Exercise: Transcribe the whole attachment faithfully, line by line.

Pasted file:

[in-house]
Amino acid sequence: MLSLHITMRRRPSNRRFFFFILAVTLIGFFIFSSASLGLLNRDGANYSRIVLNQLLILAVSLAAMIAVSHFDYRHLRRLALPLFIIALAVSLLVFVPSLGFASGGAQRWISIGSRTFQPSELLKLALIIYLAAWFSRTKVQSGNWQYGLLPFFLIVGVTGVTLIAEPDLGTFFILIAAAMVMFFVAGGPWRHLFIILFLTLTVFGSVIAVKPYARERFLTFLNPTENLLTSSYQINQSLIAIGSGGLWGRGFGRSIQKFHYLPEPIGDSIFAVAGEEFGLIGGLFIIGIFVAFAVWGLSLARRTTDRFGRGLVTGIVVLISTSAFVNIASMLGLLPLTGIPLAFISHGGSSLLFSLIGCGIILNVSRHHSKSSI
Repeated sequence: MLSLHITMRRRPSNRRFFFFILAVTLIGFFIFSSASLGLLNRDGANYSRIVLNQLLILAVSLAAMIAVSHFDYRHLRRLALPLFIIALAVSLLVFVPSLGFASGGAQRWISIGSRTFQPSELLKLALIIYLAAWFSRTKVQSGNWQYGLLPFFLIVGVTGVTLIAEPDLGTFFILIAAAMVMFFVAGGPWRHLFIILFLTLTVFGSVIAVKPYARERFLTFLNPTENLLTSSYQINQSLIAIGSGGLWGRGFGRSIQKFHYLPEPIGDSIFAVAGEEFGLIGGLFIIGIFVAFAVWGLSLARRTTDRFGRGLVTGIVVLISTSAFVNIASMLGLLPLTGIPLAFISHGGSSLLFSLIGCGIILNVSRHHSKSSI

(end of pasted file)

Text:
[in-house]
Amino acid sequence: MLSLHITMRRRPSNRRFFFFILAVTLIGFFIFSSASLGLLNRDGANYSRIVLNQLLILAVSLAAMIAVSHFDYRHLRRLALPLFIIALAVSLLVFVPSLGFASGGAQRWISIGSRTFQPSELLKLALIIYLAAWFSRTKVQSGNWQYGLLPFFLIVGVTGVTLIAEPDLGTFFILIAAAMVMFFVAGGPWRHLFIILFLTLTVFGSVIAVKPYARERFLTFLNPTENLLTSSYQINQSLIAIGSGGLWGRGFGRSIQKFHYLPEPIGDSIFAVAGEEFGLIGGLFIIGIFVAFAVWGLSLARRTTDRFGRGLVTGIVVLISTSAFVNIASMLGLLPLTGIPLAFISHGGSSLLFSLIGCGIILNVSRHHSKSSI
Repeated sequence: MLSLHITMRRRPSNRRFFFFILAVTLIGFFIFSSASLGLLNRDGANYSRIVLNQLLILAVSLAAMIAVSHFDYRHLRRLALPLFIIALAVSLLVFVPSLGFASGGAQRWISIGSRTFQPSELLKLALIIYLAAWFSRTKVQSGNWQYGLLPFFLIVGVTGVTLIAEPDLGTFFILIAAAMVMFFVAGGPWRHLFIILFLTLTVFGSVIAVKPYARERFLTFLNPTENLLTSSYQINQSLIAIGSGGLWGRGFGRSIQKFHYLPEPIGDSIFAVAGEEFGLIGGLFIIGIFVAFAVWGLSLARRTTDRFGRGLVTGIVVLISTSAFVNIASMLGLLPLTGIPLAFISHGGSSLLFSLIGCGIILNVSRHHSKSSI